Australian banks relatively better positioned for lower rates says RBA 


  • Economic recovery is underway in Australia, and loan deferrals are down significantly from the peak. 
  • Large capital buffers and Term Funding Facility from the RBA would ensure lending support in the economy. 

Recently, Reserve Bank Australia’s Head of Financial Stability Jonathan Kearns spoke at a conference.  

In contract to the global financial crisis (GFC), the pandemic-led crisis has been a large external shock to the financial system.

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Banks have been resilient during the pandemic and have continued to support economic activity with lending and loan deferrals. Mr Kearns noted that loans were deferred in at least 55 jurisdictions. 

After the GFC, the reforms implemented by banking regulators have enabled to evade a larger financial downturn. Now banks hold more capital, more liquid assets, have less risky operations, and lending standards have increased.

The magnitude of fall in global economic activity is largest since the Great Depression. As a result, some borrower’s ability to repay loans would be impaired to some extent. 

Australian banks 

Since the global financial crisis, the resilience of Australian banks has improved significantly. Now Australian banks have a tier 1 capital ratio of 14% compared to 7½% in 2007. 

Aussie banks not only have a strong capital buffer, but they are also profitable. He said the Australian banking industry generated $34 billion of profits in 2019 with return on equity at 11% - higher than the cost of equity.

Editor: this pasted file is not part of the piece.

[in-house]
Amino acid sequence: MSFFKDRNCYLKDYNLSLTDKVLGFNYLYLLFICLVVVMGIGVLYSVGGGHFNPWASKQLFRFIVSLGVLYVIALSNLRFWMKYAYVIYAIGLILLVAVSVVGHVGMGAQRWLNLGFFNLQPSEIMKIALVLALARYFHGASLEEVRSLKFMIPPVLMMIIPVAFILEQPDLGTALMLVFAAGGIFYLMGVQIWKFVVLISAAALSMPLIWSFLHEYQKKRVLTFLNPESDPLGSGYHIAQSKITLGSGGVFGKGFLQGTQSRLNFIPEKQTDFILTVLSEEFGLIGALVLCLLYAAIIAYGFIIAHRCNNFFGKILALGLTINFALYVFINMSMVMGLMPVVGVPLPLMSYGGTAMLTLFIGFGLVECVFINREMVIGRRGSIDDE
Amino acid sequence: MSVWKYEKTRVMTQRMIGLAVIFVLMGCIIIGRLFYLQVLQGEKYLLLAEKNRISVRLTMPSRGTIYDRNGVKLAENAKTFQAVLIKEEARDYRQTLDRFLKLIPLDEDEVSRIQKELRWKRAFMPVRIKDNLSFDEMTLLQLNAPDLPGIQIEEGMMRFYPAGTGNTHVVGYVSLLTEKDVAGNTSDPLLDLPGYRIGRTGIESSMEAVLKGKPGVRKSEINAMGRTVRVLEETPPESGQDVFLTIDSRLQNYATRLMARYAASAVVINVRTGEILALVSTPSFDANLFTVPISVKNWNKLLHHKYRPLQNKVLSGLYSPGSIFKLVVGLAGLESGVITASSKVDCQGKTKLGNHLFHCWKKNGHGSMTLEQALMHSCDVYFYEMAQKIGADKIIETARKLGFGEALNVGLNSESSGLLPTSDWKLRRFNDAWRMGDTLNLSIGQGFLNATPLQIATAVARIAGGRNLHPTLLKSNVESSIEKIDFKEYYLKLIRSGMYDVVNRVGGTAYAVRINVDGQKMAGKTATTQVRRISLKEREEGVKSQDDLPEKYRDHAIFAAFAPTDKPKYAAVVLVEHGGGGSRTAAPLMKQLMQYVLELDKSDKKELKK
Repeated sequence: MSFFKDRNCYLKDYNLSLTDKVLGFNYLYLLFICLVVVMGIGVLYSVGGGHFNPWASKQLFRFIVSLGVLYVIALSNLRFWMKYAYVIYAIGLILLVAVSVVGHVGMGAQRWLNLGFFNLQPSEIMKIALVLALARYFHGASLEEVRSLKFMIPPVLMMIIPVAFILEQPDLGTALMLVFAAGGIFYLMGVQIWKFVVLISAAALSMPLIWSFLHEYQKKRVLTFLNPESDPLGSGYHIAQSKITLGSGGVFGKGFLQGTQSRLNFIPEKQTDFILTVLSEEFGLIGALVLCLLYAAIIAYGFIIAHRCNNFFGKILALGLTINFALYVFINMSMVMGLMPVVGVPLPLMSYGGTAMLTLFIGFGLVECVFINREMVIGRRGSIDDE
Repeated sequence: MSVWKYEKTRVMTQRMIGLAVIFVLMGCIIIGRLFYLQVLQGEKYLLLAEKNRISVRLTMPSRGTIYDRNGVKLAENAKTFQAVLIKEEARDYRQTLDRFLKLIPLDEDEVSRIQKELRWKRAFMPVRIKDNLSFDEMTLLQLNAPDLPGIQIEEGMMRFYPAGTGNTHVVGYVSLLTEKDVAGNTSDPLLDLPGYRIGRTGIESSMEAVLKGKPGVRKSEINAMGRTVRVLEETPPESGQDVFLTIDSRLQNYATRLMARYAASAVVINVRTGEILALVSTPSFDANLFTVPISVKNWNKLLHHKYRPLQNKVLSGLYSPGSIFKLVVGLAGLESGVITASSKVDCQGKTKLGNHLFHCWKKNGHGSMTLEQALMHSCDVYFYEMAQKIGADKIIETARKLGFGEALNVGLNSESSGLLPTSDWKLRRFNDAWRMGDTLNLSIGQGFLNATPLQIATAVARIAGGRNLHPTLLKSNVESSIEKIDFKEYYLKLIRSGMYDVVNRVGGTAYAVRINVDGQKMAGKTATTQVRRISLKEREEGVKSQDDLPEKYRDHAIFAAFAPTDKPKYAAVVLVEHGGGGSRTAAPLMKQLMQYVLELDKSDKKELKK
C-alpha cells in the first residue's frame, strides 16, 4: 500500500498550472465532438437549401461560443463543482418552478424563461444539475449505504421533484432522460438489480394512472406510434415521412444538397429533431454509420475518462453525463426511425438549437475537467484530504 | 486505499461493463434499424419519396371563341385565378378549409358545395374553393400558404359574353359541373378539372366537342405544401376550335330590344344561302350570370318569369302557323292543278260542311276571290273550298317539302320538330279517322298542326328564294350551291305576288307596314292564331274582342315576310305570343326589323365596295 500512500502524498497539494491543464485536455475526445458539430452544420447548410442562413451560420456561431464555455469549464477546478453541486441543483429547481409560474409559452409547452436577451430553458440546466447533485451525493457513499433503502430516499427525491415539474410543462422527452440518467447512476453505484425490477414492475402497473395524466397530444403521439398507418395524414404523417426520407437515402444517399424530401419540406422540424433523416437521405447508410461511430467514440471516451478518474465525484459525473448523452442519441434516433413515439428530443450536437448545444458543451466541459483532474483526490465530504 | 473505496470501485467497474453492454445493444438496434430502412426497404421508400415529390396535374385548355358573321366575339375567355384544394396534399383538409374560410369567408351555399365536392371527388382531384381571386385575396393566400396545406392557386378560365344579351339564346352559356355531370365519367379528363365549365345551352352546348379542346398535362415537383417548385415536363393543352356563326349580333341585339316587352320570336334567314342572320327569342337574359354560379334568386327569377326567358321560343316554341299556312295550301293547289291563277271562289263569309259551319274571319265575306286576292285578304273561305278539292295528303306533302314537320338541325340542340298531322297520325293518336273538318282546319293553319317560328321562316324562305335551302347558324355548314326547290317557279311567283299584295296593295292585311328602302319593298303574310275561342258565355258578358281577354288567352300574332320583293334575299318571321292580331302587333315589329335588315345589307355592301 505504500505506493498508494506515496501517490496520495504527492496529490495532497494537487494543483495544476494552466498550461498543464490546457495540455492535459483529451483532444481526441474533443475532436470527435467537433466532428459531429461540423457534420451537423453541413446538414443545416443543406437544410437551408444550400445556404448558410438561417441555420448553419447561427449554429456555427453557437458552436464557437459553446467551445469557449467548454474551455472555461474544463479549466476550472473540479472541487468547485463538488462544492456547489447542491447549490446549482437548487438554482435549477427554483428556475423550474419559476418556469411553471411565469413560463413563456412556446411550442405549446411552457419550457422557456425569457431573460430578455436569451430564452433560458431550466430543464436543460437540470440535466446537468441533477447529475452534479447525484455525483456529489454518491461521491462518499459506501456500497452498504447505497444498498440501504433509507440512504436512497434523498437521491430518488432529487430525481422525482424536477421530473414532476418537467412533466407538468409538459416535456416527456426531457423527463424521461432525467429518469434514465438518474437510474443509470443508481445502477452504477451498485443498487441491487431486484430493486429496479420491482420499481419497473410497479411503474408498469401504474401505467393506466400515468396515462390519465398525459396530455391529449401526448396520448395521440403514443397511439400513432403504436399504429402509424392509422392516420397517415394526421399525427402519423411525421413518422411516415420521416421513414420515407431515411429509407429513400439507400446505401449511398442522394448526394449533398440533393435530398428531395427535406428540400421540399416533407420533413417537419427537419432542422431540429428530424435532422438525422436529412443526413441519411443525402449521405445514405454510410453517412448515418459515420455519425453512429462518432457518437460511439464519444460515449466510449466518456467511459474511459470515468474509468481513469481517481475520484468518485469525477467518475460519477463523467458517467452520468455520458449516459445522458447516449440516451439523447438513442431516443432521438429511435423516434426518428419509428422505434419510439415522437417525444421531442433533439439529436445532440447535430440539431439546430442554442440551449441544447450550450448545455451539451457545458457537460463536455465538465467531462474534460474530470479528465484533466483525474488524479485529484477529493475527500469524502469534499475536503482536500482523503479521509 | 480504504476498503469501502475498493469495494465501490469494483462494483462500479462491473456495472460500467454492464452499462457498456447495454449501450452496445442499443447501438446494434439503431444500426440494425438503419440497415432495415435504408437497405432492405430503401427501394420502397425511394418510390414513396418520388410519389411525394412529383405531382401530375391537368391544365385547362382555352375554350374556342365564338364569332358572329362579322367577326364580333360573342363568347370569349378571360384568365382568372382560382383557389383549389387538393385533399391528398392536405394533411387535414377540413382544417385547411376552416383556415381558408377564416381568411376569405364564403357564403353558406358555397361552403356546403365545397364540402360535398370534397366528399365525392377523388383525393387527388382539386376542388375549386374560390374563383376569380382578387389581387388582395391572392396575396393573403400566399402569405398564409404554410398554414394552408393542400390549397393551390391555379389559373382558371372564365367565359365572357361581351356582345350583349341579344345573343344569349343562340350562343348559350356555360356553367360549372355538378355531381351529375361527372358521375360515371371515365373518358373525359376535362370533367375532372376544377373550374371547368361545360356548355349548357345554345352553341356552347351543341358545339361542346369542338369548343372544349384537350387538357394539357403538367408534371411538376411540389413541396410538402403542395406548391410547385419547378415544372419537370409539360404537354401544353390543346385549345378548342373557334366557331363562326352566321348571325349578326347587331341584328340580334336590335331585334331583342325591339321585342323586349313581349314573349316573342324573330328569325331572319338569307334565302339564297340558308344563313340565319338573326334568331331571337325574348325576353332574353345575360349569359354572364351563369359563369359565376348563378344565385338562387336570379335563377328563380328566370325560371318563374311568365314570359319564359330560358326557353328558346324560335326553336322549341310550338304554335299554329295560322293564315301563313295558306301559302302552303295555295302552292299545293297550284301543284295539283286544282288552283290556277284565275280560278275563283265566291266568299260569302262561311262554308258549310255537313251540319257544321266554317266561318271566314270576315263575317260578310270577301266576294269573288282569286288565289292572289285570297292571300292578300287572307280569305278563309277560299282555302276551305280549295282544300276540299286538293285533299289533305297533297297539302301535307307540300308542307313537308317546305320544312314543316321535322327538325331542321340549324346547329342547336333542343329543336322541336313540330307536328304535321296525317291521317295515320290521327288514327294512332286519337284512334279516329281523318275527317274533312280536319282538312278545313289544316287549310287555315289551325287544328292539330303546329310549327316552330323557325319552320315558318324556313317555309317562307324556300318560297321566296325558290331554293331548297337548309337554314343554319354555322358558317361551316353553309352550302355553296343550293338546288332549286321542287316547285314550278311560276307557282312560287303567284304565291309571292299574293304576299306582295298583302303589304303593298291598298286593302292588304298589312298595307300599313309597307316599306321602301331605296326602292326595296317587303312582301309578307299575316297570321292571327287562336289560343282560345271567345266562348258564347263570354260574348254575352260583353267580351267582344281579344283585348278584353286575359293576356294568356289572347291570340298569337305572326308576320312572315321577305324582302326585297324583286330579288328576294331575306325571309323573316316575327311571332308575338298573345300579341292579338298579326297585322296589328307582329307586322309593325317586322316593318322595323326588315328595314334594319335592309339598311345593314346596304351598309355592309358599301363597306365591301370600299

More importantly, since March 2013, the increase in capital buffers of banks has been largely sourced internally (retained earnings) and from dividend reinvestment plans.

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Now only around 3% of housing and SME loans are on deferral. This is compared to 10% of housing loans and 17% of SME loans in deferral at the peak. 

While there has been a lot of debate on the impact of lower rates on banks, Mr Kearns said that lower rates indirectly help banks by improving economic activity. 

In the absence of lower interest rates, the economic downturn would have been larger, causing stress on the borrowers and banks. 

He said Australian banks have 3/4th of assets in variable rate loans, which suggests movement in interest rates would have less influence on profits. After the GFC, interest rates in Australia have remained relatively higher compared to other developed economies. 

Australian big four bank source one-third of their funding needs from wholesale markets, meaning that the cost of funding could turn negative as well. Meanwhile, smaller banks have a large share of deposit fund at 80%. 

In addition, Reserve Bank’s Term Funding Facility is giving funding to banks at cash rate, which also allows aids funding constraints of Aussie banks.

He concluded that impact lower interest rates on Australian banks would be lesser compared to other jurisdictions.



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